When Grandmother’s wake is held three days later, almost two thousand Indians attend. Out of respect for Junior’s and his family’s grief, they stop tormenting him for being a traitor, an act of kindness for which Junior is grateful. Even Rowdy just stands far away, and Junior says “he would always be my best friend, no matter how much he hated me.”
It’s true to Grandmother’s spirit of forgiveness that the Indians choose to forgive Junior—at least temporarily—during her wake. Junior once again declares that his friendship with Rowdy transcends their fight. In the same way, his tribe will always be his tribe no matter how much it rejects him, and his grandmother will always be his grandmother even after her death.
So many people have come to the funeral to tell stories and say goodbye that the coffin has to be moved onto the football field—a “crazy and fun and sad” send-off that Junior knows Grandmother would have loved.
As the mix of sadness and fun at Grandmother’s funeral shows, things never have just one meaning. Junior is especially adept at recognizing the emotional complexity of different situations—things are hardly ever just sad, but often have a funny side too.
One of the guests is a white billionaire named Ted, whom the Indians recognize as being “famous for being filthy rich and really weird.” To everyone’s exasperation, Ted begins his story by saying how much he loves Indians and their culture. He goes on to tell the story of buying what he knew was a stolen powwow outfit and feeling guilty for years about keeping it. While Junior wonders why Ted has chosen his grandmother’s funeral for this confession, Ted explains that he learned from an anthropologist that the outfit was Spokane and belonged to a woman named Grandmother Spirit. Ted has now arrived to return the powwow outfit to her children.
Ted’s patronizing “love” for Indian culture is very different from Grandmother’s open-hearted love for everyone she meets, or from Junior’s love for his white friends. Rather than accepting people for whoever they might be, Ted loves a generalized, reductive idea of what he thinks Indians are like, as illustrated by his ignorance about powwow outfit. The fact that he co-opts a funeral for his confession doesn’t help his case. He seems to want public recognition more than he wants any kind of absolution.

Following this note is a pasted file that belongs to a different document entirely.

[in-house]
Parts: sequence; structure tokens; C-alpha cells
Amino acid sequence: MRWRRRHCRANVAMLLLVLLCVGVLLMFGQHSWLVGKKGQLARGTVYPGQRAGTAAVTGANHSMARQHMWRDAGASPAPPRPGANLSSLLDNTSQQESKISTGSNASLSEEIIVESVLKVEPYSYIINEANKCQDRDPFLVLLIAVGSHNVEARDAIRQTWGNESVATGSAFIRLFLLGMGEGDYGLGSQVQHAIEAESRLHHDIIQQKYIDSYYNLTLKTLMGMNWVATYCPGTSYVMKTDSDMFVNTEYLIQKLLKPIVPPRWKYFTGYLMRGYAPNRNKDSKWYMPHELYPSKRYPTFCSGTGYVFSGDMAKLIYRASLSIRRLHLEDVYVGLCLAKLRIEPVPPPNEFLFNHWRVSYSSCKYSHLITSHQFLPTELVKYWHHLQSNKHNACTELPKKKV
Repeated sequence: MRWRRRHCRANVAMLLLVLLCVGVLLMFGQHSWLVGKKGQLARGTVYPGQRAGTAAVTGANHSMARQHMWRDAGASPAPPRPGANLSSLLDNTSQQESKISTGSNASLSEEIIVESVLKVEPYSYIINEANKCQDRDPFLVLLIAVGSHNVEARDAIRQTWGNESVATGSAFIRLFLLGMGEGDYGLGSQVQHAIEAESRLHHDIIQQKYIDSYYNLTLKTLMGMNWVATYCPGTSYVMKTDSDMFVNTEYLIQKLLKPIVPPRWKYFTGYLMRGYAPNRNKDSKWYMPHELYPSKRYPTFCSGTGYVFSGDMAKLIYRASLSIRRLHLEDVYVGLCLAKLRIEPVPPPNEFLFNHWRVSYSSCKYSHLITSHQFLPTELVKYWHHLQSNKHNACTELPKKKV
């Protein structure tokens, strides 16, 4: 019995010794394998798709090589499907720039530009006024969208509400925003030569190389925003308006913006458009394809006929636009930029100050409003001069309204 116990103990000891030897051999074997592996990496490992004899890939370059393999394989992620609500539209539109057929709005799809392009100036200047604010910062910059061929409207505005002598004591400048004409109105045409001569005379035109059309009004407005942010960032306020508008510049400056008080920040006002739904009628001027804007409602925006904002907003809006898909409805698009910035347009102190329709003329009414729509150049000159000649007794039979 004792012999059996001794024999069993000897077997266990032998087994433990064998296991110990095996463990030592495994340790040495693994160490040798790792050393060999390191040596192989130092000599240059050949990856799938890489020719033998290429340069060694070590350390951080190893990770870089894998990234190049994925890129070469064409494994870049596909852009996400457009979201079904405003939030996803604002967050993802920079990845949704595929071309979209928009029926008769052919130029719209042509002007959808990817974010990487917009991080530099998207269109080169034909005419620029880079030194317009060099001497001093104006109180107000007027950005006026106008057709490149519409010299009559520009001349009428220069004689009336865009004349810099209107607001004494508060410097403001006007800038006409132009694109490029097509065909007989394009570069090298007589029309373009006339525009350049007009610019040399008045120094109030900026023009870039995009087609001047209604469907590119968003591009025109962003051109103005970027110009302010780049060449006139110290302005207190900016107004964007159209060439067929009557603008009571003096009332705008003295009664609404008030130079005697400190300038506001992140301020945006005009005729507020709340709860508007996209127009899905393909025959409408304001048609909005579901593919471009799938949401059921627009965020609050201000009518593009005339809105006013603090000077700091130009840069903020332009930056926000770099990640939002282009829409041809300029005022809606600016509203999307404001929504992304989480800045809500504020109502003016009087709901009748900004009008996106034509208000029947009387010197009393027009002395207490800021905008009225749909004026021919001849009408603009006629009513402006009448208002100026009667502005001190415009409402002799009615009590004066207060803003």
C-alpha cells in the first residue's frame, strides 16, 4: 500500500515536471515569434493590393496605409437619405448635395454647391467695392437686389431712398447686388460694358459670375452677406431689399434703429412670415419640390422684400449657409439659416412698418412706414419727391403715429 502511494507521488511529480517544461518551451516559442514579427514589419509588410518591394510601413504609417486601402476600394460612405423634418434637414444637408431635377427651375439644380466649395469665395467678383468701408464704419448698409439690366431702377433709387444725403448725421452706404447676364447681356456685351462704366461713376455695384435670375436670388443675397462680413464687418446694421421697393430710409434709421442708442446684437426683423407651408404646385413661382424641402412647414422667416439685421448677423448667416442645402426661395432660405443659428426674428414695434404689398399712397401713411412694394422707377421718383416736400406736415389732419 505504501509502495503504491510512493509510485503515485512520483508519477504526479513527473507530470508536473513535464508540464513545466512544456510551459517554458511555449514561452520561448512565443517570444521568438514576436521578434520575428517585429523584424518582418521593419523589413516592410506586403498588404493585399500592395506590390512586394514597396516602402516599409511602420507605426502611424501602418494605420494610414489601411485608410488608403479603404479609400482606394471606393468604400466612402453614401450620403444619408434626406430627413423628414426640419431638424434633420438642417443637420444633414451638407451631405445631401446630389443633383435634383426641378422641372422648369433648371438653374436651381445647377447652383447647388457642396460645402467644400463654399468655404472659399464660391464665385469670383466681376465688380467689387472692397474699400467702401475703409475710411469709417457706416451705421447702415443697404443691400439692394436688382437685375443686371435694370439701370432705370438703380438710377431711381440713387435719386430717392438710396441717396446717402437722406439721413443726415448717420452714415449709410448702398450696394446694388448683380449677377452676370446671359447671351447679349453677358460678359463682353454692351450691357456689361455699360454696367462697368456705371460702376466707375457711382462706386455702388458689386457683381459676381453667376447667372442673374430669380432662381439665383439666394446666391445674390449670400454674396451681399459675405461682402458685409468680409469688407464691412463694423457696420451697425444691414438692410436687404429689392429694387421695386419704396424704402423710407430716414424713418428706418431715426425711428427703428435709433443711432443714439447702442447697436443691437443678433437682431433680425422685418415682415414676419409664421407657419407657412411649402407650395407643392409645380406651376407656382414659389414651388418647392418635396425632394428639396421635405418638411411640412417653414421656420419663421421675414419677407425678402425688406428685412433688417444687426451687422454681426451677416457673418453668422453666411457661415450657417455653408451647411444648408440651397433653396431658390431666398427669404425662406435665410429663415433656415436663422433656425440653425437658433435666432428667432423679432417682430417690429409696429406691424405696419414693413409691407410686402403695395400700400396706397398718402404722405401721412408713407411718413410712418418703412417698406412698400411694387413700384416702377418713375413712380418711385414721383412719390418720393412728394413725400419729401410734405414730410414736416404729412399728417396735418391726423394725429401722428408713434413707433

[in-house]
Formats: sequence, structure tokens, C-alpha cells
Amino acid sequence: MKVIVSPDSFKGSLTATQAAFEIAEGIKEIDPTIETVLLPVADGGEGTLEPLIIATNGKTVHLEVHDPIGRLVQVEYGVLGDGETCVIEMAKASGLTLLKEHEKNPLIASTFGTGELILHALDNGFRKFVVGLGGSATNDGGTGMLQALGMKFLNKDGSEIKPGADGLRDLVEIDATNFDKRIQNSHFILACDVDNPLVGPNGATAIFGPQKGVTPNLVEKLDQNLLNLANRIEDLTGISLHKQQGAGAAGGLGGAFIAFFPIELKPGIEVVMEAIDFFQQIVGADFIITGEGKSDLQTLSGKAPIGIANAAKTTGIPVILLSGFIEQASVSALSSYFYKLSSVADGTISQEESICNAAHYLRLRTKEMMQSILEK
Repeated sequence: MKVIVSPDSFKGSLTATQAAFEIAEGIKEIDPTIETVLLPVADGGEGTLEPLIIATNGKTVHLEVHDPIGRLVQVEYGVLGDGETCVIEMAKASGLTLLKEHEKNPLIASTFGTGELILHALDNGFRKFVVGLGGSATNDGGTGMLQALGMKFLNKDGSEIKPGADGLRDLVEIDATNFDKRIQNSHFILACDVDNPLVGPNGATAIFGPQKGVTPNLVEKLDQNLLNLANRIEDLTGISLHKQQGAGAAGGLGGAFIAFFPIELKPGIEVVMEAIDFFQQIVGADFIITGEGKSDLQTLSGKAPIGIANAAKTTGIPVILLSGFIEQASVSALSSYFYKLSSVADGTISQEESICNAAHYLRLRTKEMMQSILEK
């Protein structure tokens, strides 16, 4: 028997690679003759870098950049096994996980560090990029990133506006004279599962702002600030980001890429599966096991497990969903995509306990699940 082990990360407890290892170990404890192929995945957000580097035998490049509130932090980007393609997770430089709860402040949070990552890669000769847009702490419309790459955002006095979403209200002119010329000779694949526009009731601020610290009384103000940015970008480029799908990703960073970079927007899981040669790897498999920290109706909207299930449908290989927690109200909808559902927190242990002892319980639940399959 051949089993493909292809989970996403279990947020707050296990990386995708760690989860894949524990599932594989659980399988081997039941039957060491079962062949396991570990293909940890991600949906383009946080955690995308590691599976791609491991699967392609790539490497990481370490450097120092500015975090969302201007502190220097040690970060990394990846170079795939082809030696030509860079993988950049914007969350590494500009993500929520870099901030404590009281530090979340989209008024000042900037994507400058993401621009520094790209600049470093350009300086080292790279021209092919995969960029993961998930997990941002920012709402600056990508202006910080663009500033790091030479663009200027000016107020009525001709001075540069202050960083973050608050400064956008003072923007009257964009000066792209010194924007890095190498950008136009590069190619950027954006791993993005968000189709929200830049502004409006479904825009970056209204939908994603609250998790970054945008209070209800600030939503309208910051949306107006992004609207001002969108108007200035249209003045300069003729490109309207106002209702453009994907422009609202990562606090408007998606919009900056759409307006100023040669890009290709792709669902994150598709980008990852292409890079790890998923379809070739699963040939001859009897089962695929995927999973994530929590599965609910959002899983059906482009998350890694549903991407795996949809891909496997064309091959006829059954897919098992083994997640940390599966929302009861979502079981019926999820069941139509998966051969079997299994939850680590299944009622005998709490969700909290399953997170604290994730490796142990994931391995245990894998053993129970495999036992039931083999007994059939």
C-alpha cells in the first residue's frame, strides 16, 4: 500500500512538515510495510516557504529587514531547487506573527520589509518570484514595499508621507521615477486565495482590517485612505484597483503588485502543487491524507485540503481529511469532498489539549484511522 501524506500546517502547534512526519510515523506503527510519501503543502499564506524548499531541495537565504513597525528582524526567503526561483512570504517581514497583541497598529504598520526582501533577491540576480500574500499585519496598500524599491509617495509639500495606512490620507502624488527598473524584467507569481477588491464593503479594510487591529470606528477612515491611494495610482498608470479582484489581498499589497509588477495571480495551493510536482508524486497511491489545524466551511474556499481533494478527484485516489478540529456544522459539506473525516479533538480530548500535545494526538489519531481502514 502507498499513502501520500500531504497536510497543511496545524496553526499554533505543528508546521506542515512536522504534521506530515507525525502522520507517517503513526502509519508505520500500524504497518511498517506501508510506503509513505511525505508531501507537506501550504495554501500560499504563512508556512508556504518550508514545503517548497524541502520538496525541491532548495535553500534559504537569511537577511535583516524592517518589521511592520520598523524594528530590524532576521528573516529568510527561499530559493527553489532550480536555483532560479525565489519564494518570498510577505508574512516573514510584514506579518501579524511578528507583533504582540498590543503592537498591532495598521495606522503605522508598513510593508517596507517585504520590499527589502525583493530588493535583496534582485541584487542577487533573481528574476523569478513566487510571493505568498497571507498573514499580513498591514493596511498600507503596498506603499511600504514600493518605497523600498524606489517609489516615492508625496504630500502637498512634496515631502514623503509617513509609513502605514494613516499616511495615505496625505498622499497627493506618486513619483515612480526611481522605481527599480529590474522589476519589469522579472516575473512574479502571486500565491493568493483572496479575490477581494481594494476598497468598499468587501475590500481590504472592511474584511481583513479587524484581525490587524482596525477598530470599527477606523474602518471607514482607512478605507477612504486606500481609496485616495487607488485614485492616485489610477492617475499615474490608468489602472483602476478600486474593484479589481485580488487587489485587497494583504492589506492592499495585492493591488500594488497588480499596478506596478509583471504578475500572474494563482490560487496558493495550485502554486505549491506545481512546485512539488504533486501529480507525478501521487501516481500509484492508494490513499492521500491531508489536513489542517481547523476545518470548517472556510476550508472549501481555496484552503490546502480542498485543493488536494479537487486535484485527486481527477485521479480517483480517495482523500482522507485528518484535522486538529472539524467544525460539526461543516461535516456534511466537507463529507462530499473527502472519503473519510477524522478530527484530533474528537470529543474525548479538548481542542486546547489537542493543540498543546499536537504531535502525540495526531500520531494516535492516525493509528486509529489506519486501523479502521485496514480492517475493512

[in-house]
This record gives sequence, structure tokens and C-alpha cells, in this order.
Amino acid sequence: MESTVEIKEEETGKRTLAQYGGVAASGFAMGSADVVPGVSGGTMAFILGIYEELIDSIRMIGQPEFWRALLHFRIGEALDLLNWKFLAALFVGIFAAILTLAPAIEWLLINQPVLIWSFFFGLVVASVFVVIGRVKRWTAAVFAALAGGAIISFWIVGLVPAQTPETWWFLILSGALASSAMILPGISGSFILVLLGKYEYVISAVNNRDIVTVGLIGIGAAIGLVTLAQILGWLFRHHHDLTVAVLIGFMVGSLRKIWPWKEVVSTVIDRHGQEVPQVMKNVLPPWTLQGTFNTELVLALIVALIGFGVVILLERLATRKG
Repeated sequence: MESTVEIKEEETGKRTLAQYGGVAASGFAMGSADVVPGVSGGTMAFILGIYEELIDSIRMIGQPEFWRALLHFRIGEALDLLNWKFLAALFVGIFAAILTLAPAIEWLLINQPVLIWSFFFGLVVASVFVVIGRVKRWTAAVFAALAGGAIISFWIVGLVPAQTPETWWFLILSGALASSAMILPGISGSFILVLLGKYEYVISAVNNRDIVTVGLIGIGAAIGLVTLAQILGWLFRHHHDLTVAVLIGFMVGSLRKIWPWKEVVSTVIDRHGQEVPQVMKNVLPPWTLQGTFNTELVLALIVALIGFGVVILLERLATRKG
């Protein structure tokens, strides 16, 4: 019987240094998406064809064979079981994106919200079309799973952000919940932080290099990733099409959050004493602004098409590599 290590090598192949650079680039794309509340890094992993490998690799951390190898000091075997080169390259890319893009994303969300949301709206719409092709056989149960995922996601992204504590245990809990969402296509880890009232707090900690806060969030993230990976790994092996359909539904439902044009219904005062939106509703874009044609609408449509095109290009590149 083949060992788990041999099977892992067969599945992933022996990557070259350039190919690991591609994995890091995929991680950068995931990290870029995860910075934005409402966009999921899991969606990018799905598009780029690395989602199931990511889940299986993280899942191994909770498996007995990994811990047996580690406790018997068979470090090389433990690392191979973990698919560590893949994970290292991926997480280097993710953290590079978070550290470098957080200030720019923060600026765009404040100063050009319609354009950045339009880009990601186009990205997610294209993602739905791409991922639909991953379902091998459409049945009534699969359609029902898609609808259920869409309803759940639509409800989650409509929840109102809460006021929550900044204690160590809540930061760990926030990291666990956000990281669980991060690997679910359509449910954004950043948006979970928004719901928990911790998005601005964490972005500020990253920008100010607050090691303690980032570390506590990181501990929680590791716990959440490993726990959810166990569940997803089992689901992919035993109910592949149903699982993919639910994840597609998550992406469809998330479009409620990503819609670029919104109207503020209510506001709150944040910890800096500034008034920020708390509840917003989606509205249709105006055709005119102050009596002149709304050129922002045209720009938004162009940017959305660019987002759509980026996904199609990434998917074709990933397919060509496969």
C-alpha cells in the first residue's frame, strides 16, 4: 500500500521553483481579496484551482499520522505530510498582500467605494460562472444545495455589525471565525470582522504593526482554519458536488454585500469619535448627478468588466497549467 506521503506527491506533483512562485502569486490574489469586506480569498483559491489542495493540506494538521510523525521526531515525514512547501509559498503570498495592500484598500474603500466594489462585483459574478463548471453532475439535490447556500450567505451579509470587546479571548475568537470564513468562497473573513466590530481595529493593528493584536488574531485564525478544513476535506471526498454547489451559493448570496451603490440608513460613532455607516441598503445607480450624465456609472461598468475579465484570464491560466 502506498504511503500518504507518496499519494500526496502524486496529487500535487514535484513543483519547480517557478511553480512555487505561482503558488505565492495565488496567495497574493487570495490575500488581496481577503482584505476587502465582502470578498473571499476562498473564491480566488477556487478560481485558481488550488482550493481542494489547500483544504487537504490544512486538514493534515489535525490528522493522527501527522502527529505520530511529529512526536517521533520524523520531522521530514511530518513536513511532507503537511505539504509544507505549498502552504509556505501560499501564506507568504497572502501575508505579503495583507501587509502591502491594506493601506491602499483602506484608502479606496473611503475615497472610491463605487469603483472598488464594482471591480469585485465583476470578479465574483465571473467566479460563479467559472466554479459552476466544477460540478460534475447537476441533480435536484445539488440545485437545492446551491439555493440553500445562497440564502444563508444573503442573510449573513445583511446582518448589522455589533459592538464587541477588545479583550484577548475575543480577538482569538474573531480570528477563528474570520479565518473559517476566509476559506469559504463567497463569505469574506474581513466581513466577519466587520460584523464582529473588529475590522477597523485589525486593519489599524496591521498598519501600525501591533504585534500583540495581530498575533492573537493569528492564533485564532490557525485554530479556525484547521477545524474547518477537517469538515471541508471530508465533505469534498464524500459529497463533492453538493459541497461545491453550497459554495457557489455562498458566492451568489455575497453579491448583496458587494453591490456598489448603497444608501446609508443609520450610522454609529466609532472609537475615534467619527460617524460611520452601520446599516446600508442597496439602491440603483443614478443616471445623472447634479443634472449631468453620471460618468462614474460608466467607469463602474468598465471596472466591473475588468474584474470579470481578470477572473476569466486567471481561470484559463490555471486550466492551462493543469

Junior’s mother rises to accept Ted’s apology and explains that there’s nothing to forgive: her mother wasn’t a powwow dancer, and the outfit is clearly not of Spokane design. As a humiliated Ted packs up and hurries away, first Junior’s mother and then all two thousand of the funeral guests begin to laugh.
Though Ted’s attempt at confession fails when Junior’s mom exposes his ignorance, the crowd at the funeral experiences a catharsis similar to forgiveness through their laughter, finding joy and humor in spite of their loss.
Junior, realizing that “when it comes to death, [Indians] know that laughter and tears are pretty much the same thing,” sees the laughter as a “glorious” expression of community. “Each funeral was a funeral for all of us,” he writes. “We lived and died together. … And all of us laughed as we walked and drove and rode our way back to our lonely, lonely houses.”
Closing the chapter with “our lonely, lonely houses,” Junior raises the important point that people can be isolated even when they are part of a community—in fact, individual loneliness can be the defining feature of a group. Since loss—of land, language, culture, and loved ones—is for Junior one of the defining features of being Indian, it makes sense that he feels most connected to his tribe at a time like this.